Of all the classic rock I encountered in depth during my college years, Steely Dan is the one that defies conventional classification. Stylistically the band stayed true to their version of a rock and jazz hybrid, not that that made it any easier to pin their sound. My gateway to the band was Aja, their 6th album recorded in 1977. Although recorded deep in the disco era, Aja is the band’s most jazz influenced album. Aja seemed to be just one of those records young discovery minded college students encounter, just before the Doors and but after Bob Dylan.
Aja is a wonderfully strange bird indeed. It’s odd enough that the album gets pegged as jazz rock, a category awkwardly shared by the likes of David Sandborn and Miles Davis. While Aja is more rock than jazz, it’s the jazz elements that give this album its special sound. Steely Dan came out of the 70’s during a time when fusion jazz was exciting and new. The band was actually a revolving cast of members anchored by Donald Fagen and Walter Becker. Their brand of fusion would blend rock, R&B and even funk for a truly original sound that was counter to the big glam rock trends of the era.
Aja was one of their biggest hits, reaching multi-platinum status. The bands popularity is ironic considering that they were so overtly anti-rock. I had heard songs like “Peg” and “Josie” on the radio and had never paid the band much attention beyond that. It would not be until college that I would discover the varied textures and complexities of Aja. By my freshman year in college, nearly a decade since the albums release, songs from the album were still in heavy rotation on the radio. Like prog rock, another style of music from the era, many of the songs on Aja featured deeply layered instrumental moments that resembled more structured and accessible jazz. With just 7 tracks it seemed too short, but no space was wasted on filler.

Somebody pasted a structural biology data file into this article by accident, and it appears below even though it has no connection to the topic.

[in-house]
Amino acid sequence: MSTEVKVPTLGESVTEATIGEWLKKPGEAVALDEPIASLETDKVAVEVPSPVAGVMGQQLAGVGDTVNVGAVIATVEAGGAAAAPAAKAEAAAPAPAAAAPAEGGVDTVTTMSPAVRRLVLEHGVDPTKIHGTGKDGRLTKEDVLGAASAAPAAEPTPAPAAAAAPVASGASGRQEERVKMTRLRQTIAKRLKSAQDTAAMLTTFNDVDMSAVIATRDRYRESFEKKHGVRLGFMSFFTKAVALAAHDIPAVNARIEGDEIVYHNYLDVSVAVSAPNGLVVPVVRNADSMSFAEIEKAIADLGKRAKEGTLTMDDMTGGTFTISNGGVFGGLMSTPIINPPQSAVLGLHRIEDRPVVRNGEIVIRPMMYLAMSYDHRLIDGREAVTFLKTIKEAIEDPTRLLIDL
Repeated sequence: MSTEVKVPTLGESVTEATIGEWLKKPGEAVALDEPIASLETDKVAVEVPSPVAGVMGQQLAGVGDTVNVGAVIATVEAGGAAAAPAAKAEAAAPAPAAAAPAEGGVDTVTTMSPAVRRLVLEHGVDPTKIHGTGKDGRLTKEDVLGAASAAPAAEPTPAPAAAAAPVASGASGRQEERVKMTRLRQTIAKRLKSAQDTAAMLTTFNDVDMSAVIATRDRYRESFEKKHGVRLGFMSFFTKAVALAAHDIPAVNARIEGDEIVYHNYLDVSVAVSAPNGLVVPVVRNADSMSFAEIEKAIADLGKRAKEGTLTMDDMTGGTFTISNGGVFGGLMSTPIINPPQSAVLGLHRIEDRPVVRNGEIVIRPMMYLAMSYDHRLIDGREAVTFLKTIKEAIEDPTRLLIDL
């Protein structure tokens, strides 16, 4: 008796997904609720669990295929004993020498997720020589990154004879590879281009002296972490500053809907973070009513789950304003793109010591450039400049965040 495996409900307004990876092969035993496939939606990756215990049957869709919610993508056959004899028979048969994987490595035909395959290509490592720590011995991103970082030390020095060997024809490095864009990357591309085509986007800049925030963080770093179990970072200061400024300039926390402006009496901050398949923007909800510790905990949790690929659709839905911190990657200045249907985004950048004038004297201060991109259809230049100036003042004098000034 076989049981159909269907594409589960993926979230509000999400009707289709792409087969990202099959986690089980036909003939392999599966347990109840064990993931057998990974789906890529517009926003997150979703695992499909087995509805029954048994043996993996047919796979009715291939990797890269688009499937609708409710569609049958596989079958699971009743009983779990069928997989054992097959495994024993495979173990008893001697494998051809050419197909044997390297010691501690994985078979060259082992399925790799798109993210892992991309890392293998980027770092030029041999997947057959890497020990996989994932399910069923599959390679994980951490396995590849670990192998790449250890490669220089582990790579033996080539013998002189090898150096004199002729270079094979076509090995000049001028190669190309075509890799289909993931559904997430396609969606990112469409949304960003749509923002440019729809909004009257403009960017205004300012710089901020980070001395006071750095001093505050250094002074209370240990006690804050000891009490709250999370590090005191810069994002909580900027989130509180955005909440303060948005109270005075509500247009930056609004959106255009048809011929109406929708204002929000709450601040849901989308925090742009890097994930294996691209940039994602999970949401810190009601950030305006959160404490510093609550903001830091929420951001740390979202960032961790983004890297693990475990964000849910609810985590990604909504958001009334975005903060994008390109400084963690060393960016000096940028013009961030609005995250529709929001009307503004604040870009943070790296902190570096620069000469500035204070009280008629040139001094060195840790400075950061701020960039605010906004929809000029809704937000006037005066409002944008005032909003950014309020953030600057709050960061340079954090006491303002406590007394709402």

My favorite track, ‘Black Cow’ features a funky rhythm guitar, soulful backing vocals and a polished horn section. Michael McDonald even shows up for backing vocals on a few tracks. Aja dad a refined sound, mostly due to the high skill levels of musicians commonly involved in Steely Dan recording sessions. Many of them were jazz musicians who never played jazz arrangements in a rock context. Technically, the bands use of multi-track recording processes insured a kind of fidelity that evenly stressed all of the instruments with no one dominating over the other. The result often placed Steely Dan albums high on the audiophile’s list of great recordings. Like many jazz compositions, Aja had a long sprawling tracks like the title song and ‘Deacon Blues’, each clocking in over 7 minutes.
The music of Steely Dan borders on timeless because of their rejection of 70s era rock conventions. Aja is just one of a string of critically and commercially successful albums from Steely Dan that spanned a period from 1974 with Pretzel Logic to the career capping Gaucho in 1981. You don’t have to be an impressionable college freshman to discover why Steely Dan was one of the best rock bands of the 70’s. There have been plenty of re-issues and greatest hits albums for anyone wanting a great place to start in appreciating this unique fusion of rock and jazz.